The concomitant of that worship of the rich is the belief that money measures worth; that if you have a low income then you are scum. That is the attitude that underlies these benefit smart cards. It is truly disgusting.

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307 thoughts on “A Helot Society

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  • glenn_uk

    Frazer: I have to agree with you. Taking contributions intended for the very poorest people, relying on the charity of decent, honest people, and then throwing it at fat-cat CEOs, giving them world-class salaries, luxury penthouse apartments in expensive areas of the capital city, chauffeur-driven limos, golden handshakes and executive leaving packages, swanky offices and agreeable lunches at fine hotels. Oh, the burden of command.

    Not to mention a shedful of hush-money on the way out, if they really screw things up. That’s what happened in the last organisation I did a fair bit of work for (and contributed a fair amount of cash, not just time), with the end pay-off being around £690,000 as a reward for incompetence right at the top.


  • technicolour

    This contribution (from an Avaaz petition to Ian Duncan Smith) is so measured that it’s painful:

    Benefit claimants deserve to live in peace and dignity, not to be treated like criminals or naughty children.

    Why is this important?

    While I understand your intention to curb spending on alcohol, drugs, tobacco and gambling, it is wrong to tar all benefit claimants with the same brush.

    Not allowing us to have any cash at all is an unwise and unworkable idea, because some things do require cash, e.g. travelling on the bus, buying fresh vegetables and fruit from a farmer’s market, using vending machines, using a trolley at the supermarket, buying second-hand clothes from a car boot sale.

    If, for instance, you were to tell a person who has worked all of their life, but has recently become unemployed through no fault of their own (e.g. redundancy), that they can’t even buy a magazine or go for a coffee with a friend is ridiculous, and being told what to do like a naughty child would be degrading. It would also be ridiculous, and degrading, for them to be dictated to by the government and be told “You can’t have any cash, you can only spend money in these shops, you can have this but you can’t have that, because we say so.”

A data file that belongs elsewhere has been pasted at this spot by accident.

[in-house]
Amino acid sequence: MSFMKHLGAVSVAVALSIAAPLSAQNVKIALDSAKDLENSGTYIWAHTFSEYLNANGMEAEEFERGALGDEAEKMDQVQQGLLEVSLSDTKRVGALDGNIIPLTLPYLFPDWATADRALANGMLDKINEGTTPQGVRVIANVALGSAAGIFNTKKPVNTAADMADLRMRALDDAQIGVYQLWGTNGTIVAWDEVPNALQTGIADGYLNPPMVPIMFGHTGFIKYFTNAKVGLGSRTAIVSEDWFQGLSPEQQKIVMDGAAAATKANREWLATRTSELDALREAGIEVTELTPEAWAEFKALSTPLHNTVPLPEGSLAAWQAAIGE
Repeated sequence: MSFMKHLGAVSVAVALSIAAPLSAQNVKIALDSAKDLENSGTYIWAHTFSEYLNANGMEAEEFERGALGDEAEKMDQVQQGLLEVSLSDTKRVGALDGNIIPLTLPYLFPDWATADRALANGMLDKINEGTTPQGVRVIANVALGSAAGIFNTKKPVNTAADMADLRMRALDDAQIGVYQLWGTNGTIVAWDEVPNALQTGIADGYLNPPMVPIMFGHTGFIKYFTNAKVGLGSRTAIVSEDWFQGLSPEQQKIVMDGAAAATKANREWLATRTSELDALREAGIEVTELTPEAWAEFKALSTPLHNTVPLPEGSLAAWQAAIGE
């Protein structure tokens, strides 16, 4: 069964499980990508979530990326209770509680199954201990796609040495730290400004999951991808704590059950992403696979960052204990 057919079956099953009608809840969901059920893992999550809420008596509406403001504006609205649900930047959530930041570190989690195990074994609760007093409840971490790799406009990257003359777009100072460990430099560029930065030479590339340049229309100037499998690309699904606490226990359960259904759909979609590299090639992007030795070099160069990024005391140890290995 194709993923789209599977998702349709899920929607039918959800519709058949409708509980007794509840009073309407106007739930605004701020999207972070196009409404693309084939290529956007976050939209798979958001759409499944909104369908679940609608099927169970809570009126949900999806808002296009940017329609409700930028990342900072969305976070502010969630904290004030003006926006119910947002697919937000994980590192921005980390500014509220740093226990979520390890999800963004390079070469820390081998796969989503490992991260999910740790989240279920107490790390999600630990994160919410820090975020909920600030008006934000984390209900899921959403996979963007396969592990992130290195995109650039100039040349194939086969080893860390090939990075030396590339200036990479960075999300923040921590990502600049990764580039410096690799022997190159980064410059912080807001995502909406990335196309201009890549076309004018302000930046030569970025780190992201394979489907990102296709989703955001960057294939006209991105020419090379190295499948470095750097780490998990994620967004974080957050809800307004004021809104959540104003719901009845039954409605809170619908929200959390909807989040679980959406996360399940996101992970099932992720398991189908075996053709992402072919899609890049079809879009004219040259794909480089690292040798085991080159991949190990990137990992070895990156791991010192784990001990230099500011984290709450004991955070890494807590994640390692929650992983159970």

• Peacewisher

    @Frazer: I agree with you 100% about “admin” costs for charities. So much so that I generally won’t contribute… just to those where all the money goes in aid. How did this sad state of affairs come about?

  • glenn_uk

    Peacewisher: With all the money flowing to them, big charities had to start being “serious”, and this means competing with other companies with similar cash-flow, in order to get the executives consistent with an X hundred million pound cash-flow.

    In this same line of thinking, all the rest of the unfortunate trappings of executive sustainance must be accomodated – thus the limos, penthouse flat, high-rise offices in the capital and so on.

    This is capitalism. Charity is an industry like any other – and a pretty damned profitable one at that, since no tax is owed on their activity. But philanthopy it ain’t. That is a concept dead and buried, ever since the sainted Thatcher and Ronnie explained that Greed Is God. I mean, Good.

  • Muscleguy

    @Abbe Rene

    And what is an addict to do if denied cash to feed their habit? They resort to crime, or in the case of addicts on welfare, more crime as you cannot feed an addiction on ESA.

  • N_

    Excellent article. But more accurate terms for the “top ten percentile” and the “lowest ten percentile” are the 10th and 90th percentiles.